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The Cathars: The Most Successful Heresy of the Middle Ages Hardcover – 2006
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Top Customer Reviews
The book has the heft and feel of a television documentary. It provides a reasonably good, if shallow overview of the events that erupted into denunciation, crusade, massacre and burning from the mid-Twelfth to the early Fourteenth Century.
The book is consistently neutral in tone. It takes no sides, although there is a certain pervasive admiration for the behavior, if not for the theology of the Cathar Perfecti. Simon de Montfort, French father of the famous English Simon de Montfort, and an unmitigated villain of the first water, is mildly chided. No reader of whatever stripe is likely to be alienated by "The Cathars," save for those who simply cannot abide neutrality in anything.
The language of the book is as neutral as its content. Incidents of highest drama, such as the scandal at Verfeil, a village near Toulouse, in which the outraged and sputtering Saint Bernard was laughed out of town when he attempted to deliver a sermon against the Cathars, are treated in the flattest of tones, as is the famous siege and massacre at Montsegur.
The words of the book are as flattened as its tone. Names, wherever possible, are provided in their English forms: all Pierres, Pieros and Pedros, for example, become Peter. Latinisms are avoided if an English term can be twisted for service. This leads to the exasperating use of English Perfect as a stand-in for both Latin Perfectus and Perfecti.Read more ›
I have previously read about the Cathars, so was able to fill in some of the gaps in this book. Martin fails to present much depth in his writing of the theological nuances of the Cathars that make it a severe heresy of Christianity. I think he could have written more about their theology and why the Roman Catholic Church was so intent on wiping them out.
As Martin explains, the Cathars gained a sympathetic view then and now because of their asceticism and pietism. Their lifestyles and behavior exemplified many positive religious characteristics; however, their theology was heretical and misguided. Martin writes enough about it for readers to see where it differed from orthodox Christianity. I don't think theology is Martin's strong point, as he offers no value judgement on orthodox Christianity versus the heresies that sprouted.
Martin shows some of the political constructions of the middle ages that led to the ever-changing alliances between rulers and the Roman Catholic Church that determined the treatment of the Cathars in France. Here again Martin provides the basics but does not go into much depth about the relationships between the Roman Catholic Church and the leaders of France or from where the Inquisition got and sustained its power over people.Read more ›
As your introduction says: "Without lifting a sword, the Cathars posed a threat to Catholicism greater than the Muslims or Jews--or so the Church believed. " Yet, the Cathars posed no threat to the Catholic religion. They challenged the absurd claim of the Roman Catholic Church that it was -- and as the absurdity continues into our day is -- the "Only True Religion," while by every criteria of their shared "Christian" religion these "heretics" were far better men than the popes who ordered their murder.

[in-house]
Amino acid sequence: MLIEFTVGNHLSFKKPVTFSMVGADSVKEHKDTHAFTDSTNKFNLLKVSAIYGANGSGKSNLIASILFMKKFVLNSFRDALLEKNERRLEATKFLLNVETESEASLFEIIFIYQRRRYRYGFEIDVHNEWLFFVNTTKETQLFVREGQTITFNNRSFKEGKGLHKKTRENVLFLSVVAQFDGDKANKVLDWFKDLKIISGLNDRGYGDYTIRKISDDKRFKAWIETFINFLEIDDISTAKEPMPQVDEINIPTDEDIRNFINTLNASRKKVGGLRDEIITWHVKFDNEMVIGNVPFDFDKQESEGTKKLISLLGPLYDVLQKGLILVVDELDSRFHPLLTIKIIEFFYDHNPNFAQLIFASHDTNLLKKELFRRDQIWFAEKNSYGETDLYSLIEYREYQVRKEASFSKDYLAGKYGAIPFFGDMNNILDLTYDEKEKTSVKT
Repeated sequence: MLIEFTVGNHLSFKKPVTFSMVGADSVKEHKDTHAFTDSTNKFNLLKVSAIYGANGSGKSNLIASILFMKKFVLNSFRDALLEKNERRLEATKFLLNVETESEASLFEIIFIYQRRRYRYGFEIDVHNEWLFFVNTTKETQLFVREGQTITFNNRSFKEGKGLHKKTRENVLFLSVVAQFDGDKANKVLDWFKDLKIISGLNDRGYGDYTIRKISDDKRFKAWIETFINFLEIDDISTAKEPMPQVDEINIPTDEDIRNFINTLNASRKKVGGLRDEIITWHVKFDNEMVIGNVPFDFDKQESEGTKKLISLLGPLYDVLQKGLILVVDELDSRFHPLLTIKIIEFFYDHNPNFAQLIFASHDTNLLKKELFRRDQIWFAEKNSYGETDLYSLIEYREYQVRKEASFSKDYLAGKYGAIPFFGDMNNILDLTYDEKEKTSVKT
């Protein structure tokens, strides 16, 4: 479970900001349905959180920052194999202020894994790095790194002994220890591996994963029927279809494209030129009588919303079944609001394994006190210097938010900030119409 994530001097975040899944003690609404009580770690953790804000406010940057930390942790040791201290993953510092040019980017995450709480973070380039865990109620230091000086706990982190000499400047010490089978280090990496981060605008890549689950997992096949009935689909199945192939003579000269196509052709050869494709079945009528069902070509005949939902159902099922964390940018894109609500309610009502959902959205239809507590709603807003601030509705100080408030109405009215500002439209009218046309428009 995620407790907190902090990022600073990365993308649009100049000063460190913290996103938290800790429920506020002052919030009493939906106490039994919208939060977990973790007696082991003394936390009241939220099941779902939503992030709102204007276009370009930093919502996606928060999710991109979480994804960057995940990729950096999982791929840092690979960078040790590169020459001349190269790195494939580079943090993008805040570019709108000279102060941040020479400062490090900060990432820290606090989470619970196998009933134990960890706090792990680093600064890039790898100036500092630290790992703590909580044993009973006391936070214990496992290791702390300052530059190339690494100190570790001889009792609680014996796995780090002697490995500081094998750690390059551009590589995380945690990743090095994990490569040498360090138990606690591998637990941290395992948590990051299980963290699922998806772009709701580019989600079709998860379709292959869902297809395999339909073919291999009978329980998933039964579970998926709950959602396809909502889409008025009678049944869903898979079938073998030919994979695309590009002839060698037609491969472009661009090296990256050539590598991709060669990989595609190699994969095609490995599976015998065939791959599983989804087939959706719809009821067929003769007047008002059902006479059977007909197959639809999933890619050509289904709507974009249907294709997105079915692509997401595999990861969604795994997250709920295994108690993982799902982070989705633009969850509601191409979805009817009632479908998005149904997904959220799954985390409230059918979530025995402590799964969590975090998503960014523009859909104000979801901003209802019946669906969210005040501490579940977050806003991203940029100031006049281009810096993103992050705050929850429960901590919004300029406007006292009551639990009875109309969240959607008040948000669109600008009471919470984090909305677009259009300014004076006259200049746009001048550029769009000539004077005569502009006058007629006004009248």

I invite you to read this thin book, as an introduction to a visit to the community where I live -- the Languedoc, in the south west of France.Read more ›
Most Recent Customer Reviews
Well researched and discusses the social and political perspectives which led to the Cathars competing strongly against the Roman Catholic Church.Published 3 days ago by Satisfied Customer
I had never heard of Cathars until I went to Southern France and saw their incredible castles. Very interesting look at their culture and religion. Read morePublished 6 days ago by G. Wittmann
Good history of the Cathars. Could have used a little less of Mr. Martin's Christain injections, but found it very enjoyable reading.Published 8 months ago by Calvin W. Wood
This is a definite history of the Cathars and as such was interesting for me. However, since I was looking more for an historical fiction I was a little disappointed that there... Read morePublished 10 months ago by A. Harper
Actually a very well done history book. Except that the author seems to have a rather a modernist liberal view of Christianity. So he seems to get what Christians believe wrong. Read morePublished 16 months ago by Michael A. Johnson
I visited the area where the Cathars were destroyed - the south of France, Albi, Bessiers, Toulouse. Read morePublished 18 months ago by AllanH
Outstanding introduction to a subject that has, for years, been buried. We should all read this book together and then take a second look at what is before us today.Published on May 9, 2013 by John M. Caldwell
The Cathars were a Christian manifestation who objected to the male authoritarian leadership of the church. Read morePublished on April 29, 2013 by Rev. David Price
The story of the Cathars and their suppression is interesting. However I have little knowledge on the subject. Read morePublished on April 14, 2013 by ThomasBagot